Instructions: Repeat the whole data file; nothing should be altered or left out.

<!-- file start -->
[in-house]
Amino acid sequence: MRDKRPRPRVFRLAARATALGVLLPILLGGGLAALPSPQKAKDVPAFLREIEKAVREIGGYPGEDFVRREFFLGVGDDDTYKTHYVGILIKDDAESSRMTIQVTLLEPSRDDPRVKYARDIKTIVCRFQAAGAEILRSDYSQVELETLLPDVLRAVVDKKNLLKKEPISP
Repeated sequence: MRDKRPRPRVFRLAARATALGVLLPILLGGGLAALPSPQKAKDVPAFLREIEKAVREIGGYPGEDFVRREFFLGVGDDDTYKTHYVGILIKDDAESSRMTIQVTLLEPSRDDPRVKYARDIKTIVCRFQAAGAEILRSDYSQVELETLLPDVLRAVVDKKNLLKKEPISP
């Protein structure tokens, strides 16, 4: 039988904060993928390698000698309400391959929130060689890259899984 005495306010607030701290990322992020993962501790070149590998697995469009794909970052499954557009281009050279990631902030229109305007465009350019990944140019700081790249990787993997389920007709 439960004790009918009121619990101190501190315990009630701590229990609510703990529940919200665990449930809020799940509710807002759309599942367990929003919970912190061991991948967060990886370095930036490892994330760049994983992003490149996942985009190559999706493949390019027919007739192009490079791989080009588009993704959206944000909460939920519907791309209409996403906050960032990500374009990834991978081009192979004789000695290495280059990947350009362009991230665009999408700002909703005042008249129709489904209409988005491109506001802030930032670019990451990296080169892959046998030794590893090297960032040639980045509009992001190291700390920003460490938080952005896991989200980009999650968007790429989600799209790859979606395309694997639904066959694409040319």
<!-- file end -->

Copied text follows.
[in-house]
Amino acid sequence: MRDKRPRPRVFRLAARATALGVLLPILLGGGLAALPSPQKAKDVPAFLREIEKAVREIGGYPGEDFVRREFFLGVGDDDTYKTHYVGILIKDDAESSRMTIQVTLLEPSRDDPRVKYARDIKTIVCRFQAAGAEILRSDYSQVELETLLPDVLRAVVDKKNLLKKEPISP
Repeated sequence: MRDKRPRPRVFRLAARATALGVLLPILLGGGLAALPSPQKAKDVPAFLREIEKAVREIGGYPGEDFVRREFFLGVGDDDTYKTHYVGILIKDDAESSRMTIQVTLLEPSRDDPRVKYARDIKTIVCRFQAAGAEILRSDYSQVELETLLPDVLRAVVDKKNLLKKEPISP
């Protein structure tokens, strides 16, 4: 039988904060993928390698000698309400391959929130060689890259899984 005495306010607030701290990322992020993962501790070149590998697995469009794909970052499954557009281009050279990631902030229109305007465009350019990944140019700081790249990787993997389920007709 439960004790009918009121619990101190501190315990009630701590229990609510703990529940919200665990449930809020799940509710807002759309599942367990929003919970912190061991991948967060990886370095930036490892994330760049994983992003490149996942985009190559999706493949390019027919007739192009490079791989080009588009993704959206944000909460939920519907791309209409996403906050960032990500374009990834991978081009192979004789000695290495280059990947350009362009991230665009999408700002909703005042008249129709489904209409988005491109506001802030930032670019990451990296080169892959046998030794590893090297960032040639980045509009992001190291700390920003460490938080952005896991989200980009999650968007790429989600799209790859979606395309694997639904066959694409040319």